William Henry Ashurst (solicitor)

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William Henry Ashurst by Thomas Goff Lupton, after Henry Perronet Briggs (1843)

William Henry Ashurst (1792–1855) was an English solicitor, deeply involved in the radical politics of his time.


Life[edit]

Ashurst was born in London 11 February 1792. His father had led an aimless existence, under the impression — due to rumours about his infancy and his likeness to the eminent judge of the name — that he would be some day recognised as belonging to a distinguished family. After some education at a dame school he entered a solicitor's office, and earned his articles. He gained a practice as a solicitor, and married at the age of nineteen (so that he moonlighted also).

Ashurst belonged to a small sect, the 'Freethinking Christians.' He ceased to be a member of any sect, though he regarded his political principles as the logical outcome of the doctrine of human brotherhood. He was much influenced by the political writings of Paine and Franklin. He was an enthusiastic radical, spending both money and labour to advance the cause. His house was one of the first to announce on its walls that it would pay no taxes till the Reform Bill (of 1832) was passed. He was an active member of the common council, and, as under-sheriff for one year, witnessed an execution, which intensified his horror of capital punishment. He took an active part in the agitation against church rates. He refused to pay them himself. He also conducted the well-known Braintree case to a successful result.

In 1840 he attended the World Anti-Slavery Convention in 1840 with his daughters Matilda and Elizabeth.[1] Whilst he was at the conference he had talks with William Lloyd Garrison. Ashurst made contributions towards Garrison's newspaper under a nom de plume.[2]

Ashurst supported the gathering of evidence in favour of Rowland Hill's scheme of postal reform, when it was before the parliamentary committee. He was a supporter of the co-operative movement, and for a time carried on the Spirit of the Age, founded under Robert Owen's influence, till he disapproved of the spirit in which it was written. The friendship with Owen remained unbroken. Ashurst defended many men whom he believed to have been the victims of injustice or oppression, amongst others George Jacob Holyoake on his imprisonment in 1842.

He was an outspoken advocate of the political and social equality of the sexes. He brought up his daughters in habits of independent thought and action. When asked why he had taken up the cause of women's rights, he would say that he had seen a girl tried for child-murder, who had been betrayed by a man, was convicted by men, sentenced by a man, and hanged by a man. 'It made me think.' The cause represented his strongest convictions.

The opening of Giuseppe Mazzini's letters in 1844 led to a friendship with Ashurst. In 1851 and 1852 Ashurst was a founder of the society of the 'Friends of Italy' and of the 'People's International League.' He welcomed many of the refugees at that time. He was a warm admirer of American institutions and of the principles of the Declaration of Independence. He had long been a friend of Garrison, Lucretia Mott, and other abolitionists. He paid a visit to America, and saw Garrison in his home. His health suffered from the journey, and broke down completely on the death of his wife soon after. He died on 13 October 1855.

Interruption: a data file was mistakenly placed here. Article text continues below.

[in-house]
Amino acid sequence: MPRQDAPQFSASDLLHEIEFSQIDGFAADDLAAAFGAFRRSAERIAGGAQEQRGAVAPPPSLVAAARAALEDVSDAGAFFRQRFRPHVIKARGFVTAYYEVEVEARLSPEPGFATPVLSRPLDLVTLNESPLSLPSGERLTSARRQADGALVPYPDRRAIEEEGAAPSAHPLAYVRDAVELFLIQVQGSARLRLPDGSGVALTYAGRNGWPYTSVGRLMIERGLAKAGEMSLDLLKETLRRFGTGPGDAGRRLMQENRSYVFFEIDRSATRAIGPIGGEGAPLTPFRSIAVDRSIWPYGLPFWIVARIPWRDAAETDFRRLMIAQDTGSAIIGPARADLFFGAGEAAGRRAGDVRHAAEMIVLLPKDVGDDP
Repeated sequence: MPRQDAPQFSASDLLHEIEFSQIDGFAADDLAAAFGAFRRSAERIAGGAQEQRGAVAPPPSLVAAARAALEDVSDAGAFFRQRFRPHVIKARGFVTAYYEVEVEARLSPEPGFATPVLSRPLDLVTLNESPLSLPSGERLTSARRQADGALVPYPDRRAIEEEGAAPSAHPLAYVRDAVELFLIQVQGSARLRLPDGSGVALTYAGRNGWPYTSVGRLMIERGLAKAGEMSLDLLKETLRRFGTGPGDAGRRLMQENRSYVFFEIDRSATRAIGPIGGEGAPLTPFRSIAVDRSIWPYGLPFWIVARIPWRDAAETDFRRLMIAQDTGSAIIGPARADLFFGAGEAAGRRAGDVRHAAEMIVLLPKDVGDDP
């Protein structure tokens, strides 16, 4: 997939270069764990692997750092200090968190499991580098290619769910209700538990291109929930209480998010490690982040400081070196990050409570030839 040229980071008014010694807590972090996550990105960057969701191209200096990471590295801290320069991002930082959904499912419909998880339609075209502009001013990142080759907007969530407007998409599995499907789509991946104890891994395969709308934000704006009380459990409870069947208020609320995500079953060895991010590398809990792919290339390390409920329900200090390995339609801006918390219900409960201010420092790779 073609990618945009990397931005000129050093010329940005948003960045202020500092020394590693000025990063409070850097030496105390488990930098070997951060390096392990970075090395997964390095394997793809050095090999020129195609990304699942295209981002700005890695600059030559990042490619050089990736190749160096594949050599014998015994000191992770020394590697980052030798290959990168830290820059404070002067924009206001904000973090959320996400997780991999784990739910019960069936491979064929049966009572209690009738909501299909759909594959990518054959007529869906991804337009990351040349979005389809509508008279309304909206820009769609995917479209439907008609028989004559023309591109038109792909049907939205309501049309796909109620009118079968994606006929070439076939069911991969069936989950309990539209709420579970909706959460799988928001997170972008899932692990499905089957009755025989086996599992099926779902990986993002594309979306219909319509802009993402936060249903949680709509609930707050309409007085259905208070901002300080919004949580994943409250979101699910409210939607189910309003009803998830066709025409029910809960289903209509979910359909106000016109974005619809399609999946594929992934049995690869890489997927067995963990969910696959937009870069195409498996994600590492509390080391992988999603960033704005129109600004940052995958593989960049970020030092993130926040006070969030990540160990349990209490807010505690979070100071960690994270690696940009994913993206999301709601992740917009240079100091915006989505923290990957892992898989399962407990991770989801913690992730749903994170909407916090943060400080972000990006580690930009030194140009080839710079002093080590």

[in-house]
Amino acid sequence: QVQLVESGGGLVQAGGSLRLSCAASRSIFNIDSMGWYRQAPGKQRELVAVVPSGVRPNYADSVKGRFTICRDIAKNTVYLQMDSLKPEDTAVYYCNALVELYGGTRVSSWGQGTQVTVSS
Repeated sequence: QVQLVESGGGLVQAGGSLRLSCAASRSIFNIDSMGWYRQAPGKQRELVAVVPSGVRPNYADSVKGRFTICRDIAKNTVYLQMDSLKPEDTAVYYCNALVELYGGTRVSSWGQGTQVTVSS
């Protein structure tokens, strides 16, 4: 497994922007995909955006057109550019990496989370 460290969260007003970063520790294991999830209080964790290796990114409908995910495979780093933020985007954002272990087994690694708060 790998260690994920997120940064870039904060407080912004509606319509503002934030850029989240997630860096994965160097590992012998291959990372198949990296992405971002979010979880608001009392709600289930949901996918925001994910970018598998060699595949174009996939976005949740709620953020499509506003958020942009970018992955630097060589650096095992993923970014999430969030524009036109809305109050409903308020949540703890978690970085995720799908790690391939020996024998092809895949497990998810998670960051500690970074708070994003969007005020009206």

Works[edit]

In 1832 Ashurst published the Corporation Register, advocating reforms in the City of London, and especially in the court of aldermen. He published pamphlets in 1835, 1837, and 1839 against church rates, denouncing the imprisonment of Mr. Childs at Bungay, supporting an agitation in Southwark, and attacking a petition for the imprisonment of John Thoroughgood, who had refused to pay at Chelmsford.

Family[edit]

Ashurst was survived by five children, all known as activists:[3]

References[edit]

  1. ^ Jonathan Spain, ‘Biggs, Matilda Ashurst (1816/17–1866)’, Oxford Dictionary of National Biography, Oxford University Press, 2004; online edn, May 2011 accessed 17 Aug 2015
  2. ^ Matthew Lee, ‘Ashurst, William Henry (bap. 1791?, d. 1855)’, Oxford Dictionary of National Biography, Oxford University Press, 2004 accessed 30 July 2015
  3. ^ Lee, Matthew. "Ashurst, William Henry". Oxford Dictionary of National Biography (online ed.). Oxford University Press. doi:10.1093/ref:odnb/785.  (Subscription or UK public library membership required.)
  4. ^ Spain, Jonathan. "Ashurst, Elizabeth Ann". Oxford Dictionary of National Biography (online ed.). Oxford University Press. doi:10.1093/ref:odnb/42330.  (Subscription or UK public library membership required.)
  5. ^ Gleadie, Kathryn. "Stansfeld, Caroline". Oxford Dictionary of National Biography (online ed.). Oxford University Press. doi:10.1093/ref:odnb/56461.  (Subscription or UK public library membership required.)
  6. ^ Spain, Jonathan. "Biggs, Matilda". Oxford Dictionary of National Biography (online ed.). Oxford University Press. doi:10.1093/ref:odnb/59172.  (Subscription or UK public library membership required.)
  7. ^ Spain, Jonathan. "Venturi, Emilie". Oxford Dictionary of National Biography (online ed.). Oxford University Press. doi:10.1093/ref:odnb/50085.  (Subscription or UK public library membership required.)
Attribution

 This article incorporates text from a publication now in the public domain"Ashurst, William Henry (1792-1855)". Dictionary of National Biography. London: Smith, Elder & Co. 1885–1900.